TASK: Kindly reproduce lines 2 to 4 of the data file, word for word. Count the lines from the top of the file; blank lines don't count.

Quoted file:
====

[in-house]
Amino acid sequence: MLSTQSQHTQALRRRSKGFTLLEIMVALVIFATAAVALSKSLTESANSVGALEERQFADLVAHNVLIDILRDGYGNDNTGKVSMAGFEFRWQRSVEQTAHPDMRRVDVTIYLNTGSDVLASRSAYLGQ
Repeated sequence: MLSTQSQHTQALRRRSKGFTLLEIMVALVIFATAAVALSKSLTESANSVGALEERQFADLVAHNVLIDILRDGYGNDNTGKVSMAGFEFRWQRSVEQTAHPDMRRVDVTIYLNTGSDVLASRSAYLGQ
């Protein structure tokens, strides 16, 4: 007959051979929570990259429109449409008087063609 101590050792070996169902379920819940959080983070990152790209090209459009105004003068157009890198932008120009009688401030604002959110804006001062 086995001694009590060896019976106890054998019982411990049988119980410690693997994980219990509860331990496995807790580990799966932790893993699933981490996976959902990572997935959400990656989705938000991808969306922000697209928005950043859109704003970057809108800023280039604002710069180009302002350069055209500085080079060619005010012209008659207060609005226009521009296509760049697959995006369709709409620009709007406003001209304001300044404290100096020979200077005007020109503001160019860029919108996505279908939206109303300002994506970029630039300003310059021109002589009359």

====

Amino acid sequence: MLSTQSQHTQALRRRSKGFTLLEIMVALVIFATAAVALSKSLTESANSVGALEERQFADLVAHNVLIDILRDGYGNDNTGKVSMAGFEFRWQRSVEQTAHPDMRRVDVTIYLNTGSDVLASRSAYLGQ
Repeated sequence: MLSTQSQHTQALRRRSKGFTLLEIMVALVIFATAAVALSKSLTESANSVGALEERQFADLVAHNVLIDILRDGYGNDNTGKVSMAGFEFRWQRSVEQTAHPDMRRVDVTIYLNTGSDVLASRSAYLGQ
């Protein structure tokens, strides 16, 4: 007959051979929570990259429109449409008087063609 101590050792070996169902379920819940959080983070990152790209090209459009105004003068157009890198932008120009009688401030604002959110804006001062 086995001694009590060896019976106890054998019982411990049988119980410690693997994980219990509860331990496995807790580990799966932790893993699933981490996976959902990572997935959400990656989705938000991808969306922000697209928005950043859109704003970057809108800023280039604002710069180009302002350069055209500085080079060619005010012209008659207060609005226009521009296509760049697959995006369709709409620009709007406003001209304001300044404290100096020979200077005007020109503001160019860029919108996505279908939206109303300002994506970029630039300003310059021109002589009359």